Biological Computation

Biological Computation

Established: October 1, 2007

Our group is developing theory, methods and software for understanding and programming information processing in biological systems. Our research currently focuses on three main areas: Molecular Programming, Synthetic Biology and Stem Cell Biology. Current projects include designing molecular circuits made of DNA, and programming synthetic biological devices to perform complex functions over time and space. We also aim to understand the computation performed by cells during development, and how the adaptive immune system detects viruses and cancers. We are tackling these questions through the development of computational models and domain-specific computational tools, in close collaboration with leading scientific research groups. The tools we develop are being integrated into a common software environment, which supports simulation and analysis across multiple scales and domains. This environment will serve as the foundation for a biological computation platform.








Ten simple rules for effective computational research
James Osborne, Miguel Bernabeu, Maria Bruna, Ben Calderhead, Jonathan Cooper, Neil Dalchau, Sara-Jane Dunn, Alexander Fletcher, Derek Groen, Bernhard Knapp, Gary Mirams, Joe Pitt-Francis, Biswa Sengupta, David Wright, Christian Yates, David Gavaghan, Stephen Emmott, Charlotte Deane, in PLoS Computational Biology, PLoS Computational Biology (Public Library of Science Computational Biology),, March 1, 2014, View abstract, Download PDF












Dr Andrew Phillips Link description

Programming DNA


September 19, 2016


Professor Georg Seelig, Neil Dalchau, Andrew Phillips,


Modelling Immune System Processes

Established: June 1, 2009

Immunodominance lies at the heart of the immune system's ability to distinguish self from non-self. Understanding and possibly controlling the mechanisms that govern immunodominance will have profound consequences for the fight against several classes of diseases, including viral infections and…

Reasoning Engine for Interaction Networks (RE:IN)

Established: January 1, 2012

This webpage is dedicated to the tool RE:IN, providing information on the latest version available, together with a tutorial, FAQ, and example files. About RE:IN The Reasoning Engine for Interaction Networks (RE:IN) is a tool that runs online in your…

Open Solving Library for ODEs

Established: July 15, 2014

OSLO is a .NET and Silverlight class library for the numerical solution of ordinary differential equations (ODEs). The library enables numerical integration to be performed in C#, F# and Silverlight applications. OSLO implements Runge-Kutta and back differentiation formulae (BDF) for…

Decision-Making in Stem Cells

Established: January 18, 2016

Development proceeds via a sequence of decisions that cells have to make about whether to divide, to differentiate, or to migrate. Differentiation is the process by which a cell changes from one type to another, which enables the expansion of the different…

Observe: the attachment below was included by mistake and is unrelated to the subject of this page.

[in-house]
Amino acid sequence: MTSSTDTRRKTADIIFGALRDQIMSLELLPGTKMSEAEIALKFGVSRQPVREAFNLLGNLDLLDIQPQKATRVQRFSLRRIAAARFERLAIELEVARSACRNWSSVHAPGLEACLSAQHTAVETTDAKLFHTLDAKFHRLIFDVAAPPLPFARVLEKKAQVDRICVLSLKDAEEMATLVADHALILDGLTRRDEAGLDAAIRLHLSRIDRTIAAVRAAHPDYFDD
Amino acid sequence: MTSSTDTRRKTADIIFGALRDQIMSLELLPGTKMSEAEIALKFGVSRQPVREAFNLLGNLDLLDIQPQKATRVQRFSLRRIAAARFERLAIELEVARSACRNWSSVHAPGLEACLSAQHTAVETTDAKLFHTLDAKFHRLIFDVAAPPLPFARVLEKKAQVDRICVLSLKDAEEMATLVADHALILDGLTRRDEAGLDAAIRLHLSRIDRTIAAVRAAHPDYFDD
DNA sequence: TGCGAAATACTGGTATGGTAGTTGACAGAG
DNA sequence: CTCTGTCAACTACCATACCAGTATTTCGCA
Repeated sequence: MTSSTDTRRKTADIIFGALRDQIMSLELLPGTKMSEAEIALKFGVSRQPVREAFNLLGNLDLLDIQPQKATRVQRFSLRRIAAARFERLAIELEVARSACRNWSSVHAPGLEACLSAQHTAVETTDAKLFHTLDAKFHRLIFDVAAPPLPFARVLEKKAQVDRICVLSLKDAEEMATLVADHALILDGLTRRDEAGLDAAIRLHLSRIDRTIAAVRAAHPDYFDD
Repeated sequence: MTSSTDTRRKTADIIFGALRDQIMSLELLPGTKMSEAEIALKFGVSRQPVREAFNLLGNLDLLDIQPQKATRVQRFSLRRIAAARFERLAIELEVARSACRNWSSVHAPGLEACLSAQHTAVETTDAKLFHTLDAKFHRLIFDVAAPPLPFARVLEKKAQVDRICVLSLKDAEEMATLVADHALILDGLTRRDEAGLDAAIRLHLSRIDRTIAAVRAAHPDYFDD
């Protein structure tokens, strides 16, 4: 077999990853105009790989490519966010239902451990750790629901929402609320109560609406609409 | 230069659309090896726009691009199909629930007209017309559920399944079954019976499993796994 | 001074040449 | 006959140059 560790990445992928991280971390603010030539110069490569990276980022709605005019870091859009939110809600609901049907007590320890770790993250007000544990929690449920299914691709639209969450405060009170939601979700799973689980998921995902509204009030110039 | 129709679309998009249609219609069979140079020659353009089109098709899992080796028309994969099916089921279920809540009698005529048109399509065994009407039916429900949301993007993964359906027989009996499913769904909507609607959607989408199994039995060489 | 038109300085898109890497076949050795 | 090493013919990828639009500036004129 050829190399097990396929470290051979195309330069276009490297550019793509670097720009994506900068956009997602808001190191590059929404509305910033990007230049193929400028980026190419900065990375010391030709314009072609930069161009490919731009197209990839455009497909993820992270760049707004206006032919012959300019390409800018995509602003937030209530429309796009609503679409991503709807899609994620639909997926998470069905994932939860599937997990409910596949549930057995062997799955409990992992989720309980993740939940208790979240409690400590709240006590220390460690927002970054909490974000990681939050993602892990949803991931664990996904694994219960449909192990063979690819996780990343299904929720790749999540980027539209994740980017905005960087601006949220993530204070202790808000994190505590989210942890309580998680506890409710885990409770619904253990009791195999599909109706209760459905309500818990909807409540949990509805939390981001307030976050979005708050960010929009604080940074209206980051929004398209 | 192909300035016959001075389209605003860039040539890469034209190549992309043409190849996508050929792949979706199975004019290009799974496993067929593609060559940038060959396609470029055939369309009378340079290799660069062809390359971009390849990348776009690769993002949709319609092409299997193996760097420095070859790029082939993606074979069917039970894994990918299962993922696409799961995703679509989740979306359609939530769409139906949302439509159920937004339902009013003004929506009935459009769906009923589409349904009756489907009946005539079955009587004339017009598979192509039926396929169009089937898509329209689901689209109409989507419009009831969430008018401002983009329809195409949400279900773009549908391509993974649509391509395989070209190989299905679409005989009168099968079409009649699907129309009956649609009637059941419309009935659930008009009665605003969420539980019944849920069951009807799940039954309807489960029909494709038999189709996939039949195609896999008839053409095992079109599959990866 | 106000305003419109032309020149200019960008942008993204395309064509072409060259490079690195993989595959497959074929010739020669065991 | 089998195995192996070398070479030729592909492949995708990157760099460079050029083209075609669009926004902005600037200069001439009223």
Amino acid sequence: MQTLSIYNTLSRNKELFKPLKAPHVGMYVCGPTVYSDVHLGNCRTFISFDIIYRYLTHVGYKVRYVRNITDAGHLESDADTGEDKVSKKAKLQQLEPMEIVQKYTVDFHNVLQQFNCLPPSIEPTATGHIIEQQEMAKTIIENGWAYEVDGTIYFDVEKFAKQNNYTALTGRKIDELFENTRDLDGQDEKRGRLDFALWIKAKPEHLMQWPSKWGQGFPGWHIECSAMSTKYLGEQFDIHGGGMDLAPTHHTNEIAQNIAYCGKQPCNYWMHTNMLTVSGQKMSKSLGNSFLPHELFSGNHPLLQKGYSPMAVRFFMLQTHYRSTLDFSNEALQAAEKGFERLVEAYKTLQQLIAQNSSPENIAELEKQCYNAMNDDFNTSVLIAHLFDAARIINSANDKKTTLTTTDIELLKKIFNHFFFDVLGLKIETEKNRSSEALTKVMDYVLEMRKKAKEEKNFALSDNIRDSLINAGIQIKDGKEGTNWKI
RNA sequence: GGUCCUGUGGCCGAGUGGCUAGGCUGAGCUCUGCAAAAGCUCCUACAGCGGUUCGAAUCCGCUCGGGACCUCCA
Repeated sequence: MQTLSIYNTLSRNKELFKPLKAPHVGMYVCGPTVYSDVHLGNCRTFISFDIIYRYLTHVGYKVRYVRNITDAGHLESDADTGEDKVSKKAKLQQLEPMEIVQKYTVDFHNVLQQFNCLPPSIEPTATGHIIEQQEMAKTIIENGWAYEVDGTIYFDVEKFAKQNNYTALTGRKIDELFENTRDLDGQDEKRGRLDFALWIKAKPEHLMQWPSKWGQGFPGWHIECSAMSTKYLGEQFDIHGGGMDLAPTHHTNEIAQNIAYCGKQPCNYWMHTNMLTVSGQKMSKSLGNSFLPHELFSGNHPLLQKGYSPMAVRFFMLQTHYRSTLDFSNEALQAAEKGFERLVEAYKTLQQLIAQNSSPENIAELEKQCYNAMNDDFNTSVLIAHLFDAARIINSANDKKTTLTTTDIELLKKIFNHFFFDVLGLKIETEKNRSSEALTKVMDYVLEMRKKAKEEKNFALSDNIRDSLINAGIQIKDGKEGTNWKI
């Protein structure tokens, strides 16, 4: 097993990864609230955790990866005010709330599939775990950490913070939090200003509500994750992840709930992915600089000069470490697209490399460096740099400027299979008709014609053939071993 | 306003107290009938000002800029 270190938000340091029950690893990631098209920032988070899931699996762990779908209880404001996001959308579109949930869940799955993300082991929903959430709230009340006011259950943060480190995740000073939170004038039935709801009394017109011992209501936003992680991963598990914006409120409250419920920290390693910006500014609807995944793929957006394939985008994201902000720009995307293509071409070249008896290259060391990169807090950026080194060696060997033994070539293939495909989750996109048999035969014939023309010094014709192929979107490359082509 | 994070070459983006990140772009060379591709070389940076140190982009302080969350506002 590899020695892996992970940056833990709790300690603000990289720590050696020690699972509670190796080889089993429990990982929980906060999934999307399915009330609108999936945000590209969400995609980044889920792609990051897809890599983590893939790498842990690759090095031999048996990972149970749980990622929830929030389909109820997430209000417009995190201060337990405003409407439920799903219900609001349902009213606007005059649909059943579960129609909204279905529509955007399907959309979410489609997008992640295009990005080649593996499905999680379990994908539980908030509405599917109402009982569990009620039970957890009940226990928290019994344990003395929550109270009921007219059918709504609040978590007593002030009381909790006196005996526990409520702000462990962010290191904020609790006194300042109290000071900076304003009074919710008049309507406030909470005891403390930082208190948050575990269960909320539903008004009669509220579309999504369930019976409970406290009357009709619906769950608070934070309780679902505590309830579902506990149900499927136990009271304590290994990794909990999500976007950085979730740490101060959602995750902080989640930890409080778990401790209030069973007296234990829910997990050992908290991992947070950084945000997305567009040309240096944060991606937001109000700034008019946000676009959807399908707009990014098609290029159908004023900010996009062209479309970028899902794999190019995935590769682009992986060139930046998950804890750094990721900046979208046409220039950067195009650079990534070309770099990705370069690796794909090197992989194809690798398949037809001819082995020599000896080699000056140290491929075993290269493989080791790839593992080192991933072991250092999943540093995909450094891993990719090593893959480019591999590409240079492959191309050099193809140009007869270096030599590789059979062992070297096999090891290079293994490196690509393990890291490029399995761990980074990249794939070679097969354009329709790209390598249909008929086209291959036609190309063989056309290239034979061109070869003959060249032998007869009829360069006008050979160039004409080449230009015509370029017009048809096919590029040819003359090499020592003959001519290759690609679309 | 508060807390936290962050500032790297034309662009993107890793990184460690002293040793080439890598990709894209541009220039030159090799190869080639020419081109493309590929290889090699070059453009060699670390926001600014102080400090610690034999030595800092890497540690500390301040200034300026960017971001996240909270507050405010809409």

Established: January 1, 2007

An SMT-based Framework for Analyzing Biological Computation The basic principles governing the development and function of living organisms remain only partially understood, despite significant progress in molecular and cellular biology and tremendous breakthroughs in experimental methods. The development…

Programming DNA Circuits

Established: February 7, 2009

Molecular devices made of nucleic acids show great potential for applications ranging from bio-sensing to intelligent nanomedicine. They allow computation to be performed at the molecular scale, while also interfacing directly with the molecular components of living systems. They form…

Genetic Engineering of Living Cells

Established: February 7, 2009

Synthetic biology aims at producing novel biological systems to carry out some desired and well-defined functions. An ultimate dream is to design these systems at a high level of abstraction using engineering-based tools and programming languages, press a button, and…

Stochastic Pi Machine

Established: November 21, 2008

The Stochastic Pi Machine (SPiM) is a programming language for designing and simulating computer models of biological processes. The language is based on a mathematical formalism known as the pi-calculus, and the simulation algorithm is based on standard kinetic theory…


PhD Summer School brings top students to Cambridge

By Scarlet Schwiderski-Grosche, Senior Research Program Manager Pivoting from the Old World charm of High Tea to contemplating a dystopian AI-dominated future was among the many experiences facing more than 80 doctoral students at the PhD Summer School, held July 4–8…

August 2016

Microsoft Research Blog

Here’s why Microsoft cares about basic research — and you should, too

Posted by Jeannette M. Wing The Internet, global positioning systems, the laser, multi-touch displays and search engines. What do these have in common? These technologies, which we take for granted today, came out of basic scientific research. Basic research…

October 2015

Microsoft Research Blog

U.K. Researcher Garners TR35 Accolade

By Douglas Gantenbein, Senior Writer, Microsoft News Center Pioneering research into programming biology has earned a Microsoft Research scientist a prestigious TR35 award, presented by Technology Review. Andrew Phillips, a 34-year-old scientist who leads the Biological Computation group at Microsoft…

August 2011

Microsoft Research Blog

PhD Scholars and Post-Docs

Kathryn Atwell, University of Oxford

  • Mattia Cinelli, University College London
  • Frits Dannenberg, University of Oxford
  • Anton Kan, University of Cambridge
  • Om Patange, University of Cambridge
  • Laura Parshotam, University College London
Former PhD scholars
  • Alistair Bailey, University of Southampton
  • Wei Pan, Imperial College London
  • Tim Rudge, University of Cambridge
Former postdocs